Sentiment on Wall Street remains guarded on Monday, as the economic outlook remains hazy and the eurozone debt crisis continues to remain an overhang. Earlier in the day, Asian stocks came under pressure after Japan reported weak second quarter growth, signaling that the rebuilding boost post the quake may soon be a thing of the past. At the same time, European stocks are seeing some volatility, although sentiment has improved following a successful debt auction by Italy. The lack of any major economic catalysts in the New York session, stocks may tread the same lackluster path they have taken for much of last week.
As of 6:15 am ET, the Dow futures are slipping 14 points, the S&P 500 futures are receding 1.80 points and the Nasdaq 100 futures are moving down 1.25 points.
U.S. stocks extended their gains in the week ended August 10th, although the gains could best be characterized as uneasy. Markets held firm to stimulus hopes and stayed invested in stocks. Commodities and semiconductor stocks were among the best performers of the week.
Economic clamor intensifies in the unfolding week, as several first-tier economic data are due to be released in the week. The Commerce Department's retail sales report for July, the results of the New York and Philadelphia Federal Reserves' manufacturing survey for August and the Federal Reserve's industrial production report for July are among the key reports that could shed further clarity on the economic outlook.
Traders may also focus on the National Association of Home Builders' housing market index for August, the Commerce Department's housing starts report for July, the weekly jobless claims report and the preliminary consumer sentiment index compiled by Reuters and the University of Michigan. The Labor Department's producer and consumer price inflation reports for July, the Conference Board's leading economic indicators index for June and the business inventories report for June round up the economic events of the week.
In corporate news, TARO Pharma (TARO) announced that it has entered into a merger agreement with certain affiliates of India-based Sun Pharma, which allows all TARO shareholders other than Sun Pharma and its affiliates to receive a cash payment of $39.50 per share upon closing of the merger. Taro will become a privately held company upon completion of the merger.
O'Reilly Automotive (ORLY) said its board has approved an additional $500 million worth of stock buyback plan. Meanwhile, C.H. Robinson Worldwide (CHRW) said its board increased its share repurchase authorization by up to an additional 10 million shares of common stock.
GroupOn (GRPN) and IAMGOLD (IAG) are among the companies due to release their quarterly results after the markets close.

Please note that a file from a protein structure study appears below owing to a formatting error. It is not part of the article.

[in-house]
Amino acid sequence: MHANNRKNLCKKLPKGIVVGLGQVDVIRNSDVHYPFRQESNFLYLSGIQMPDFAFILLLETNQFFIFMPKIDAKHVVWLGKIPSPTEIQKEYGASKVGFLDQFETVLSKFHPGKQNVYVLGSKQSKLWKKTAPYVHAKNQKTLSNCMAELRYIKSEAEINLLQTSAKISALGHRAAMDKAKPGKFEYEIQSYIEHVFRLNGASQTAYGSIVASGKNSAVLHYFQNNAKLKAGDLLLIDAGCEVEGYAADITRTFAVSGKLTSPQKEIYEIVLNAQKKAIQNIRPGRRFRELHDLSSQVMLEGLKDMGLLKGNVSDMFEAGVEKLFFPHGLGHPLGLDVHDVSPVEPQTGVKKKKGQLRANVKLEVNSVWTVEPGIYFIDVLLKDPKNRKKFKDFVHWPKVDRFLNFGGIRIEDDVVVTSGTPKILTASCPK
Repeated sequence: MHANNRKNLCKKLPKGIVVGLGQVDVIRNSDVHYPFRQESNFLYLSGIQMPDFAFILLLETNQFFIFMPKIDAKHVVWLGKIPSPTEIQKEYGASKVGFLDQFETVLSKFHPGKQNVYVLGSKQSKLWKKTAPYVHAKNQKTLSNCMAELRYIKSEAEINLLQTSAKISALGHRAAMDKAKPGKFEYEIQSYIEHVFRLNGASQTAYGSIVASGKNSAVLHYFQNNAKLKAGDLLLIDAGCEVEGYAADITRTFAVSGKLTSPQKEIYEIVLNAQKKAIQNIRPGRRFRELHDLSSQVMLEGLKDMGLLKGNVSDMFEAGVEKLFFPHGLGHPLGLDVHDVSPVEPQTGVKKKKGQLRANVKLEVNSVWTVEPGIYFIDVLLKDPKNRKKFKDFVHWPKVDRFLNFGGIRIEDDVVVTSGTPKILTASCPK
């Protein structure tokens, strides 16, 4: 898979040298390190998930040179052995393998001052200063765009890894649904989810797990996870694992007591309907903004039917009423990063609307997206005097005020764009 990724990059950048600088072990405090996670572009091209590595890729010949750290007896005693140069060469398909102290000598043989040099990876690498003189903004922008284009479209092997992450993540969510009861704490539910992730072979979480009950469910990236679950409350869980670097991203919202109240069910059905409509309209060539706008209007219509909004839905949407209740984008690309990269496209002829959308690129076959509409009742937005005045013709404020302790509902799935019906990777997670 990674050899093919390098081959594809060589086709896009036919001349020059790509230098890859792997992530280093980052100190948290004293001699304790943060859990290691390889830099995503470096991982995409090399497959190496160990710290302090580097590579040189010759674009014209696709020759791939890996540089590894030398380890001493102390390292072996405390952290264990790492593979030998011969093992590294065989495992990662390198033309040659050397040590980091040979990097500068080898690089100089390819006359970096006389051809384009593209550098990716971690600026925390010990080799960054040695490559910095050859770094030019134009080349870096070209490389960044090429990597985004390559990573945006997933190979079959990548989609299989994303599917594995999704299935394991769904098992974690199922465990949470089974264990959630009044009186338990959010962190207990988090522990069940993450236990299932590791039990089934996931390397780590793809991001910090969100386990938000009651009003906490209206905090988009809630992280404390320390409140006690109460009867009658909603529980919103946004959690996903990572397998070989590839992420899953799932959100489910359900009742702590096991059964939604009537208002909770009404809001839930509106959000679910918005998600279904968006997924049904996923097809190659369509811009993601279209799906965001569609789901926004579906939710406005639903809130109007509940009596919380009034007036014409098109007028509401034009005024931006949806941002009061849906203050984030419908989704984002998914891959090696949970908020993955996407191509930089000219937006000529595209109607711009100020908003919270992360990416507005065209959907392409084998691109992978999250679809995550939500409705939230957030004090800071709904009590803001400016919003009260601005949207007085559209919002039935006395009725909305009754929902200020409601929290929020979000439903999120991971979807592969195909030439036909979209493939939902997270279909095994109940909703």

The major Asian markets ended on a mixed note amid intensification of economic fears after Japan reported weak GDP data. The unfolding weeks key global data releases also tempered mood.
Japan's Nikkei 225 average remained mostly below the unchanged line before closing down 6.29 points or 0.07 percent at 8,885. Taiheiyo Cement, Sharp, Daiwa House Industry and Mitsui OSK Lines were among the worst decliners of the session, while Nippon Sheet Glass rallied over 10 percent.
After seeing a sharp spike in early trading, Australia's All Ordinaries declined steadily throughout the session before closing up 6.70 points or 0.16 percent at 4,310. Material stocks advanced strongly, while energy stocks also lent some support.
Hong Kong's Hang Seng Index fell 54.76 points or 0.27 percent before closing at 20,081.
On the economic front, a report released by Japan's Cabinet Office showed that Japanese GDP rose by 0.3 percent sequentially in the second quarter. The increase was tame compared to the 0.6 percent growth expected by economists. Annually GDP rose 1.4 percent, while economists expected a steeper 2.5 percent increase.
European stocks are seeing lackluster sentiment and are currently seeing mixed sentiment. Italy raised 8 billion euros through a 12-month bill auction, although the cost of borrowing was higher than at an earlier auction. Additionally, the Greek economy contracted less than expected in the second quarter.
Swiss money manager Julius Baer announced an agreement to buy Bank of America's (BAC) Merrill Lynch wealth management business outside of the U.S. for 860 million francs. German utility E.ON reported revenues of 65.4 billion euros for the first half of the year, ahead of estimates by most analysts.
by RTT Staff Writer
For comments and feedback: email@example.com